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[SOLVED] 1.1.215 AP calculus Exam .... inverse function

karush

Well-known member
Jan 31, 2012
2,678
Let $f(x)=(2x+1)^3$ and let g be the inverse of $f$. Given that $f(0)=1$, what is the value of $g'(1)?$

ok not real sure what the answer is but I did this (could be easier Im sure}

rewrite as
$y=(2x+1)^3$
exchange x and rename y to g
$x=(2g+1)^3$
Cube root each side
$\sqrt[3]{x}=2g+1$
isolate g
$g=\dfrac{\sqrt[3]{x}-1}{2}$
so
$\left(\dfrac{\sqrt[3]{x}-1}{2}\right)'
=\dfrac{1}{6x^{\dfrac{2}{3}}}$
apply $x=1$
$\dfrac{1}{6(1)^{\dfrac{2}{3}}}=\dfrac{1}{6}$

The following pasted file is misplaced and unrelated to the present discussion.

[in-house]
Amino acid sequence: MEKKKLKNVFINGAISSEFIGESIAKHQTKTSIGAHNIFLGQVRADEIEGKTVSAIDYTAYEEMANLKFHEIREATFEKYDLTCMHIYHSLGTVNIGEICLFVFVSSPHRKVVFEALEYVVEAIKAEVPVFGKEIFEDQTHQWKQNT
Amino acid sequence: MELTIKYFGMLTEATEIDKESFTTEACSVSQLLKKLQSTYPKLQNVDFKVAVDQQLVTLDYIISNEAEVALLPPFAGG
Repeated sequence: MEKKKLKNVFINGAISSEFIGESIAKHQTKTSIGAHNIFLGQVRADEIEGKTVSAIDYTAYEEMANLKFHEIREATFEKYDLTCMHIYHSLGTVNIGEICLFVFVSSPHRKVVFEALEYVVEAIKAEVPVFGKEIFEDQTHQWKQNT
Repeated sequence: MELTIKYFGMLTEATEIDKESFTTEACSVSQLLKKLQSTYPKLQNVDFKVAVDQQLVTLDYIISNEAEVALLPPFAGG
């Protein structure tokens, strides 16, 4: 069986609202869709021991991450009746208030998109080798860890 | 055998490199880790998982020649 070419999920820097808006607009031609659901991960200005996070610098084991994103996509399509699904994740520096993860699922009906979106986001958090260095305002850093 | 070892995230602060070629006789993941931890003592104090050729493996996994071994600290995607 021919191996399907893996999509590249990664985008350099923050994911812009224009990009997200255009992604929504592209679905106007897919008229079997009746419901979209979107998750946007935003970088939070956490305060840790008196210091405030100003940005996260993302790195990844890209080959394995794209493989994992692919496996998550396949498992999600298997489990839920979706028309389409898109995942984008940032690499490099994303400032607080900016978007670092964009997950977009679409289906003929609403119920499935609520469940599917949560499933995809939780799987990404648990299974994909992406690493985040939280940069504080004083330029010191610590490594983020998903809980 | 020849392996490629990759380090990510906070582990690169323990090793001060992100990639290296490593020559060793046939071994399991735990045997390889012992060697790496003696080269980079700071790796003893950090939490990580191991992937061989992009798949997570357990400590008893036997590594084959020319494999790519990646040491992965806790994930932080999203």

hopefully
 

skeeter

Well-known member
MHB Math Helper
Mar 1, 2012
655
$f(x) = (2x+1)^3 \implies f'(x) = 6(2x+1)^2$

$f$ and $g$ are inverses tells us two things ...

(1) $f(0) = 1 \implies g(1)=0$

(2) $f[g(x)] = x$

take the derivative of equation (2) ...

$f'[g(x)] \cdot g'(x) = 1 \implies g'(x) = \dfrac{1}{f'[g(x)]}$

$g'(1) = \dfrac{1}{f'[g(1)]} = \dfrac{1}{f'(0)} = \dfrac{1}{6}$
 

karush

Well-known member
Jan 31, 2012
2,678
$f(x) = (2x+1)^3 \implies f'(x) = 6(2x+1)^2$

$f$ and $g$ are inverses tells us two things ...

(1) $f(0) = 1 \implies g(1)=0$

(2) $f[g(x)] = x$

take the derivative of equation (2) ...

$f'[g(x)] \cdot g'(x) = 1 \implies g'(x) = \dfrac{1}{f'[g(x)]}$

$g'(1) = \dfrac{1}{f'[g(1)]} = \dfrac{1}{f'(0)} = \dfrac{1}{6}$
Mahalo

btw how you rate this problem Easy, Medium, or Hard
 

skeeter

Well-known member
MHB Math Helper
Mar 1, 2012
655
Medium
 

karush

Well-known member
Jan 31, 2012
2,678
noted thanks